While 2020 was a difficult year for the aviation industry globally, Airbus and Boeing both showed extremely varying results. While the European giant managed to beat its year’s targets and avoid large-scale cancellations, it’s American competitor had no such luck and saw its worst performance since 1977. Here’s how Airbus and Boeing fared in 2020.
Starting with Airbus, the airline manufacturer had an impressive 2020 considering the disastrous circumstances for the industry. Airbus delivered 566 aircraft last year, beating out its informal target of 560 aircraft. While deliveries fell 34% compared to the 2014-2019 period, it is still a respectable figure considering aviation was grounded for months in many countries.
Airlines were clear which Airbus aircraft they preferred during the pandemic: narrowbodies. Since most international travel (barring cargo) had negligible demand after March, expensive widebodies like the A350 weren’t what airlines were looking for. Instead, the A320 family and new A220 dominated the delivery book for Airbus.
Of the 566 planes deliveries, 484 were narrowbodies (A320s and A220s) while only 84 were widebodies (A330s, A350s, and A380s). Efficient and high capacity narrowbodies quickly became the favorites for domestic routes worldwide, increasing their demand among airlines.
But which airlines were taking large deliveries during this difficult time? The answer is quite a few actually. The leader in terms of 2020 deliveries was India’s low-cost giant IndiGo, which took on 44 new aircraft, consisting of 24 A320neos and 20 A321neos. The airline opted to retire all of its less-efficient A320ceos and modernize its fleet in 2020.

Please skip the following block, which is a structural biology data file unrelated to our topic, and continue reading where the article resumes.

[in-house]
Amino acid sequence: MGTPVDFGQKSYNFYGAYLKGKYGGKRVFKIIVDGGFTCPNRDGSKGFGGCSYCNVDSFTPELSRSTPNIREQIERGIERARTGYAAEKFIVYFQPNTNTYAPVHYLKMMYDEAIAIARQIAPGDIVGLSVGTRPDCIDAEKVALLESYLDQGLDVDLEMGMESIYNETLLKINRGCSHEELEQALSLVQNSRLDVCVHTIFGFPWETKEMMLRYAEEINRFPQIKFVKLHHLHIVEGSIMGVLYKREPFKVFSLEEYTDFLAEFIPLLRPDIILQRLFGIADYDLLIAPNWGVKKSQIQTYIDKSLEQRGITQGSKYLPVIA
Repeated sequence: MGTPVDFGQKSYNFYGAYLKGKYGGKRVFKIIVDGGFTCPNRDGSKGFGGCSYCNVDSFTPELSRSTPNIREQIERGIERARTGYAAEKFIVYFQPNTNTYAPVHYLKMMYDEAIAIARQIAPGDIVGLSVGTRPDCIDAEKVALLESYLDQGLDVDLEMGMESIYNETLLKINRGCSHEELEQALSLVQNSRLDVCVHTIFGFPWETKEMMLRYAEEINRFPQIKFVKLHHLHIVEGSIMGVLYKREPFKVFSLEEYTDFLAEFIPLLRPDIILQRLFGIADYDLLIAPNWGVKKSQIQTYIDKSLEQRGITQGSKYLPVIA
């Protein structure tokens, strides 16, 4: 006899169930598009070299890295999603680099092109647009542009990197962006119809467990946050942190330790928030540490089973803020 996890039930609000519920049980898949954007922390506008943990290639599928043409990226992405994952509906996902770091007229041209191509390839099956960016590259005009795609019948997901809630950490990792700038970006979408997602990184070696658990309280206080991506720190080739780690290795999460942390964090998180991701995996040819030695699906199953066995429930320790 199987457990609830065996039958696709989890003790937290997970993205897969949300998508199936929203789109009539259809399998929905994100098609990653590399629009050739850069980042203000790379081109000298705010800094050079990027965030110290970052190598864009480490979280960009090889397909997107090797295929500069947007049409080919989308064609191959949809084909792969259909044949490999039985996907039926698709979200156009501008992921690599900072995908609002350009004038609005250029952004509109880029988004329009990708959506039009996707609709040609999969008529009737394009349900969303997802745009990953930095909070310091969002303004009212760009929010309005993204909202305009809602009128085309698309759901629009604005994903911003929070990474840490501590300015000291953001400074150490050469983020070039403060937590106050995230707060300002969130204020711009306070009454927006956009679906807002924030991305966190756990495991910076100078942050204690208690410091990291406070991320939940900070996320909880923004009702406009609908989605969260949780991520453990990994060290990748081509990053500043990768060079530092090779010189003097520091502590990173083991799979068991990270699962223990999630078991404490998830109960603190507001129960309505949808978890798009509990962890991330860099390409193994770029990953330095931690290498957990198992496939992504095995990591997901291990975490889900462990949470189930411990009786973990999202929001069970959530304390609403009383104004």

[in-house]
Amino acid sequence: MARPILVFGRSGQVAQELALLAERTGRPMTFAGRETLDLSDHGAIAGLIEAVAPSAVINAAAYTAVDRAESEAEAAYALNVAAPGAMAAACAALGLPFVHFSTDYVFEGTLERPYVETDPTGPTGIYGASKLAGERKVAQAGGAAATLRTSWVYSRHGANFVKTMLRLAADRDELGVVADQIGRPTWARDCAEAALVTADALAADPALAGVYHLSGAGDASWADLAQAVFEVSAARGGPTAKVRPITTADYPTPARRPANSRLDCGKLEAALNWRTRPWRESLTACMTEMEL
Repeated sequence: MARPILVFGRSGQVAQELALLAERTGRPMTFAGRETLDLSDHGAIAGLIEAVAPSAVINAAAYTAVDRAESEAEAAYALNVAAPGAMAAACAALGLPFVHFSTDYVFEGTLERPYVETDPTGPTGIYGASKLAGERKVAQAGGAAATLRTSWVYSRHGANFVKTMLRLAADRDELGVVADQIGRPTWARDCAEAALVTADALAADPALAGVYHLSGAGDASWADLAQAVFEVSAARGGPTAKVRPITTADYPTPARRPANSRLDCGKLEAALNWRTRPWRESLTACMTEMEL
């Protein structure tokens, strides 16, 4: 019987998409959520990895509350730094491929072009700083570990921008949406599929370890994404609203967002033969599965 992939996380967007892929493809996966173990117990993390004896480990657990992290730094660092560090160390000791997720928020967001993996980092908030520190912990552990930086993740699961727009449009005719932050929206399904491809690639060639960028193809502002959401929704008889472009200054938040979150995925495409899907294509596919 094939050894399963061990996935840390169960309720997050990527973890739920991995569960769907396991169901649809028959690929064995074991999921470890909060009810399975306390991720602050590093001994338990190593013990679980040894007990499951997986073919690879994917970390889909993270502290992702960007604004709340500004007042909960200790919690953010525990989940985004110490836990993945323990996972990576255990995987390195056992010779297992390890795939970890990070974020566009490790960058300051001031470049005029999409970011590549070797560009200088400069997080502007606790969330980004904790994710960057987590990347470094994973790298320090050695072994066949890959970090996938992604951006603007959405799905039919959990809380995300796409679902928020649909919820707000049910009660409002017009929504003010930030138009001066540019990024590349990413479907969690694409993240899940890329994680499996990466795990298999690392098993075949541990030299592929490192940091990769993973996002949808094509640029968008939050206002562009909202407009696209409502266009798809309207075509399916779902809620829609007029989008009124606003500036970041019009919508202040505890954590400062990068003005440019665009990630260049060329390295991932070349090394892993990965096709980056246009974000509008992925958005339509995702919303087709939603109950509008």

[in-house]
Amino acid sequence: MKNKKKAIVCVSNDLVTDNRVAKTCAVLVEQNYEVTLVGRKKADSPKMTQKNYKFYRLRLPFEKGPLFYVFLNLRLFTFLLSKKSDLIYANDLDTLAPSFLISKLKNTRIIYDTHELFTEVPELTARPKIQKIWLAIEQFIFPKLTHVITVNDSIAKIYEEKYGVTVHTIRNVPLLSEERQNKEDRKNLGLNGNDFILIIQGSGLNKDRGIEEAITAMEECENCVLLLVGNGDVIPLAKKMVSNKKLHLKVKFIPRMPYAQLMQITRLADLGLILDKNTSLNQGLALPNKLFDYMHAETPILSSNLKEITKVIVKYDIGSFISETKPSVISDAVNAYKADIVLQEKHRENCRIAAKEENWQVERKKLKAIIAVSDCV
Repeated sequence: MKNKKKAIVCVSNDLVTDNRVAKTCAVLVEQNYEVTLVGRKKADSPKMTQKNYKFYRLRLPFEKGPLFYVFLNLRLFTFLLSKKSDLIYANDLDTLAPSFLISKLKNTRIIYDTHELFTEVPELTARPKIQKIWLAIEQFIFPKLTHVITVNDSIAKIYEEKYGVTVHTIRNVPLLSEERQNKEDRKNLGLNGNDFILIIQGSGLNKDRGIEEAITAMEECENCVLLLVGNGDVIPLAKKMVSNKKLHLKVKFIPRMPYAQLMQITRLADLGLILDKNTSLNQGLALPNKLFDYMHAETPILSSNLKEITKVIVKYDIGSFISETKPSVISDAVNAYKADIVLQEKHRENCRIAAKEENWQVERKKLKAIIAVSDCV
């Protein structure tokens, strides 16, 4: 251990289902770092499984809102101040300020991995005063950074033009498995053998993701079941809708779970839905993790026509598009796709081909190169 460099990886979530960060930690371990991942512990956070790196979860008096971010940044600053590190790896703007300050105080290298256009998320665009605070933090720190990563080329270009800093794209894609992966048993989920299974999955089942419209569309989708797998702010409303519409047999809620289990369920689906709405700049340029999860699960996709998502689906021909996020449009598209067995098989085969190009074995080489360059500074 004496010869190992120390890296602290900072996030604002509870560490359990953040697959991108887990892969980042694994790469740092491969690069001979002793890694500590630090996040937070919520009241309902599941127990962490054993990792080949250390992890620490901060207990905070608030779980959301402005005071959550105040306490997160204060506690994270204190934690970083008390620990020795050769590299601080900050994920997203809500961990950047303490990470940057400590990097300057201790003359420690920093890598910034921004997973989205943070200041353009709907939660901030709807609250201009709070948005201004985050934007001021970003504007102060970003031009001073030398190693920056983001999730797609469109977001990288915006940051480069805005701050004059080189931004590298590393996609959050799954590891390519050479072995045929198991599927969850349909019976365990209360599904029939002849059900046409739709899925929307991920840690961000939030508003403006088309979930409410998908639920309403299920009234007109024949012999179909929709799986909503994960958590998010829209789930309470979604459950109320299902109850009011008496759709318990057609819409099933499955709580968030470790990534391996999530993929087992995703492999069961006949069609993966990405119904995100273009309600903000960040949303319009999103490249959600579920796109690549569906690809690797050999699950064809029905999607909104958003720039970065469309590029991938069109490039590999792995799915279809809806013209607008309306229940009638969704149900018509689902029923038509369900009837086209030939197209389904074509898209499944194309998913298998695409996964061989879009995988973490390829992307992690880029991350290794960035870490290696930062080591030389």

Delta Air Lines came in second place, welcoming a mix of 30 narrow and widebodies. 2020 also saw Delta ramping up deliveries of the A220, including adding the first US-assembled aircraft. Delta took delivery of 10 A220-100s, five A220-300s, nine A321-200s, four A330-900s, and two A350-900s. Delta was also the largest delivery customer for widebodies in 2020, likely choosing to continue deliveries due to the retirement of the 777 fleet.
China Southern, one of the rare airlines turning a profit in 2020, took on 22 aircraft, with four A320neos, 16 A321neos, and two A350-900s, focusing on its fully recovered domestic market. Wizz Air continued its breakneck expansion in 2020, seeing it take on 17 new A320neos, consisting of six A320neos and 11 A321neos.
Aside from these carriers, others also continued to take on new planes despite 2020’s events. Explaining his company’s success in aviation’s worst year, Guillaume Faury, Airbus Chief Executive Officer, said,
“Working hand-in-hand with our customers allowed us to navigate a difficult year. The Airbus teams, customers and suppliers truly pulled together in the face of adversity to deliver this result. We also thank our partners and governments for their strong support to the sector. Based on our 2020 deliveries we are cautiously optimistic as we look into 2021, although challenges and uncertainties remain high in the short term.”